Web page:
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If it is "necessary" for me to access my property by crossing my neighbor's property--do I have an easement?

Posted by Gayla K. Austin | Jun 04, 2021 | 0 Comments

In this April  2021 term case, the Wyoming Supreme Court examined the requirements for establishing that an implied easement is  "necessary and beneficial to the enjoyment of property" --that is the very definition of an implied easement.  The property in this case has no encumbrances of record, meaning there were no recorded easements.  In 2014 the Plaintiff sold 40 acres to Defendant and also conveyed an easement to the Game and Fish so its employees could use the road to drive through the ranch to access elk feeding grounds.  The Defendant knew the Plaintiff claimed that there was an implied easement but purchased the property anyway and installed a fence that block access to the trails the Plaintiff had been using.  

What is the standard in Wyoming to establish an easement by necessity?

To establish an implied easement (easement by necessity) it must be shown there is (1) common ownership followed by a conveyance separating the unified ownership; (2) before severance, the common owner used part of the property for the benefit of the other part, a use that was apparent, obvious and continuous; and (3)  the claimed easement is necessary and beneficial to the enjoyment of the parcel previously benefitted. 

What is an "implied easement" or necessary easement? 

Implied easements are recognized in the law as designed to create an easement where the parties to a transaction did not record an express easement.  The failure to record an easement is often due to an oversight or a lack of sophistication in the transaction.  Implied easements are seen in cases for pipelines and roads, both of which are physical infrastructure serving the dominant property.  

What about when the use is commercial or recreational? 

In this case, the property of the Plaintiff was fully accessible and did not "need" the easement to use their property.  There were alternative routes which did not require the use of the neighbor's property.   However, the Plaintiff wanted to use the existing trails for horse back rides and sleigh rides.  The claimed easements were only purported to be necessary for continued commercial and recreational operations, which is not what the law of implied or necessary easements is designed for.  Implied easement law is suited to address physically necessary access to property for roads, utilities, water and sewer.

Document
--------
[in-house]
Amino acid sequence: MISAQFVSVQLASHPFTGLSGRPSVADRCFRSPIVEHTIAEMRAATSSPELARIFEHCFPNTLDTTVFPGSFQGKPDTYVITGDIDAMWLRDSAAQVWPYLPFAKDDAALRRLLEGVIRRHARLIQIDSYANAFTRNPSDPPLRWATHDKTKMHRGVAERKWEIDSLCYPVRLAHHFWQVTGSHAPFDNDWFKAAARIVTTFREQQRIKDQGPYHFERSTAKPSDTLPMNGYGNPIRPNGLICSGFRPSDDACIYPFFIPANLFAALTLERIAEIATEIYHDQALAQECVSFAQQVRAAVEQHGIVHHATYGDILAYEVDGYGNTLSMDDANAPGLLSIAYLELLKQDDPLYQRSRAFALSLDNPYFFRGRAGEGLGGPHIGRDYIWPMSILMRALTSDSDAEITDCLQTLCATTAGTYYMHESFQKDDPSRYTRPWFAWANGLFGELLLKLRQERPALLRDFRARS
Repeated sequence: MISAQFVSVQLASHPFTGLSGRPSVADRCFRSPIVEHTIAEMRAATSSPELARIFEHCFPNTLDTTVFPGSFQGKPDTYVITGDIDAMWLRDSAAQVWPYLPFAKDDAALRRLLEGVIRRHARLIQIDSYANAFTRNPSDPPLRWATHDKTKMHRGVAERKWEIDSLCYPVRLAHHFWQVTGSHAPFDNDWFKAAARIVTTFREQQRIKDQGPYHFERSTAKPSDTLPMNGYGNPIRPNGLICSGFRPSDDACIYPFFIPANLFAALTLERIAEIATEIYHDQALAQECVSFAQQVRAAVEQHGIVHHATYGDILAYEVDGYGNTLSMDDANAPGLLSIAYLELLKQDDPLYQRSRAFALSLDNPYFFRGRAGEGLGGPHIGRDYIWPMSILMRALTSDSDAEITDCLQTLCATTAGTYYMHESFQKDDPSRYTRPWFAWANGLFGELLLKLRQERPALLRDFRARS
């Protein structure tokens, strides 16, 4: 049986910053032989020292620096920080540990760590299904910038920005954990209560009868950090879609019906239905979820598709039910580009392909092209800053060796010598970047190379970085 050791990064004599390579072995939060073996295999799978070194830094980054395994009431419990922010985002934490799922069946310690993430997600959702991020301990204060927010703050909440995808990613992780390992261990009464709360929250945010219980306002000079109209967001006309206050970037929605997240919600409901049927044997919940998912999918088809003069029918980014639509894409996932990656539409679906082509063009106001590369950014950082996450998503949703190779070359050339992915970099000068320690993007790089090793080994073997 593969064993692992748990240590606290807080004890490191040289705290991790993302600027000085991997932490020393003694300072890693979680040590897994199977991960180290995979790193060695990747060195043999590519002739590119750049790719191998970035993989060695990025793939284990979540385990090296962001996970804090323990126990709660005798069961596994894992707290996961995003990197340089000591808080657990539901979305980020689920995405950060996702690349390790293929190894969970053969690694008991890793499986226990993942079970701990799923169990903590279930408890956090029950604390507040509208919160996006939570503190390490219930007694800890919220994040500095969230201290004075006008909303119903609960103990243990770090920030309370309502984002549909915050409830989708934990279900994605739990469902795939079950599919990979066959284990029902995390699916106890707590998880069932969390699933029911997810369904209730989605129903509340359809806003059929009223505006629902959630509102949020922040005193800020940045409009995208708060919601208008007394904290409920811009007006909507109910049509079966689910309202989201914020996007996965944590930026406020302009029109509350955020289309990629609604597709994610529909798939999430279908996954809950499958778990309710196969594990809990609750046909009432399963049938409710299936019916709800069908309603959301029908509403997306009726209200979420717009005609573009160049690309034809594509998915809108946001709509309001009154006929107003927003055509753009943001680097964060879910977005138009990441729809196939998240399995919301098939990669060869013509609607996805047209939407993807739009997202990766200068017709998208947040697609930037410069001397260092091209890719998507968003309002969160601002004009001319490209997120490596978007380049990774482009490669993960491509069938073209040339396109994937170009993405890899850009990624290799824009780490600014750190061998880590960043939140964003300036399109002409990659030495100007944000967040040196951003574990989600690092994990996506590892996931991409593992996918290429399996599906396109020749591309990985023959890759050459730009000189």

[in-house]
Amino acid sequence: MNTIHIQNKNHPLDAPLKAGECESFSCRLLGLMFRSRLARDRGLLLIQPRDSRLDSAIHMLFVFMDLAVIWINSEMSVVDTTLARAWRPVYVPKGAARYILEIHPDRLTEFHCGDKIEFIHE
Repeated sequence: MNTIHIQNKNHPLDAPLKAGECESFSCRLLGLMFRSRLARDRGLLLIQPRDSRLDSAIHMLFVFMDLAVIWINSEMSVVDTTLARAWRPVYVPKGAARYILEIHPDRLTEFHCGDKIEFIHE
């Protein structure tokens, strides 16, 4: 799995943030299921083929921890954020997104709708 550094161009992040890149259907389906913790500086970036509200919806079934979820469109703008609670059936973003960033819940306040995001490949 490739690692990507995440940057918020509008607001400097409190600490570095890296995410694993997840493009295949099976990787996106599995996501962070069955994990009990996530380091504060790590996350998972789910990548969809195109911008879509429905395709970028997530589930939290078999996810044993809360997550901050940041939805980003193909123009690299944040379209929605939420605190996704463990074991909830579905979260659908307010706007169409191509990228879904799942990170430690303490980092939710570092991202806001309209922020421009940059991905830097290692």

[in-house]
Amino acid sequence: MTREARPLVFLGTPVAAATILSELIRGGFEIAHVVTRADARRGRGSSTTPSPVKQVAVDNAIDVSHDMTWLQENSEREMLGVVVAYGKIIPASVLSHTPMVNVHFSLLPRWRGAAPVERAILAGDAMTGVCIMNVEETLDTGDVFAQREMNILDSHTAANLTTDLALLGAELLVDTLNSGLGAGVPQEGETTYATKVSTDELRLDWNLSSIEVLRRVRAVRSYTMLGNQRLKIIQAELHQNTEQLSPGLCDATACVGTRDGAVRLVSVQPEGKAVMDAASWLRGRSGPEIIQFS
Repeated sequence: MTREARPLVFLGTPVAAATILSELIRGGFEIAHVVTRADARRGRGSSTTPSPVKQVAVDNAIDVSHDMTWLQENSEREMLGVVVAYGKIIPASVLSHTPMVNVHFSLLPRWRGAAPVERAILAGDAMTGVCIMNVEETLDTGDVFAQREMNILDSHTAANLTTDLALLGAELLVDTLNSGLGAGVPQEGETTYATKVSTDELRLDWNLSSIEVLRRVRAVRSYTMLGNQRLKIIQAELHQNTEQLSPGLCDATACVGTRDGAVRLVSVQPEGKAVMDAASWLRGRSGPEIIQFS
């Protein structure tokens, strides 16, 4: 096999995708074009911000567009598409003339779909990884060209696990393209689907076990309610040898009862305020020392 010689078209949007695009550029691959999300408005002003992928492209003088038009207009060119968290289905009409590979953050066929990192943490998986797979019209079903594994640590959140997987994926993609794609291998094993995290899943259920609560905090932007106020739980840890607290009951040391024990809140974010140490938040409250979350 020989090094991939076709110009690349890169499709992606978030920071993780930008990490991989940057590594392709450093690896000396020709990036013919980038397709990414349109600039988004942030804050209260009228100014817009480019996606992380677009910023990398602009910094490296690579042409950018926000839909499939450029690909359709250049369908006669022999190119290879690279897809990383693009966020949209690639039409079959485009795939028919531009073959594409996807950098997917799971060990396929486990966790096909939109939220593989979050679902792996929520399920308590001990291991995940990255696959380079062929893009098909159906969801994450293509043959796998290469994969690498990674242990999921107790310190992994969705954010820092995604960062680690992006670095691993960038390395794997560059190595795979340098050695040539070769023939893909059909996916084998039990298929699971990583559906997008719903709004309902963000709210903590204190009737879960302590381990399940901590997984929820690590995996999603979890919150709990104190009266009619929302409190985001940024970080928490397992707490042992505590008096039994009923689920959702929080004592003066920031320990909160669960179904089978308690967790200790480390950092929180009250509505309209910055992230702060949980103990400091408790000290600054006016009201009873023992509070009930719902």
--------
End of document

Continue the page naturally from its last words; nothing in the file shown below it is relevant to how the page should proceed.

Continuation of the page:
How do you show necessity to establish the easement? 

In Wyoming, the necessity required to establish an easement the court has said:  

  • If no use can be made of land conveyed or retained without the benefit of an easement, it is assumed that the parties intended the easement to be created. 
  • If land can be used without an easement but cannot be used without disproportionate effort and expense, an easement may still be implied in favor of either the conveyor or the conveyee on the basis of necessity. 
  • In the different situations that may appear, a constantly decreasing degree of necessity will require a constantly increasing clearness of implication from the nature of the prior use.  
  • Necessity must be determined based on the circumstances existing at the time of severance. 

In this case, necessity for an easement was not found because alternative routes were available and there was very little evidence about how much alternatives would cost.  In this case, the Plaintiff failed to show necessity existed at the time of severance and so no easement was required or allowed. 

There are many types of easements and reasons to have a recorded easement.   I would be pleased to review your real property documents and offer a free consultation.  Please call 307.200.1914.  

About the Author

Gayla K. Austin

I enjoy helping clients put it all together with legal advice regarding real property, estate planning and business entities.

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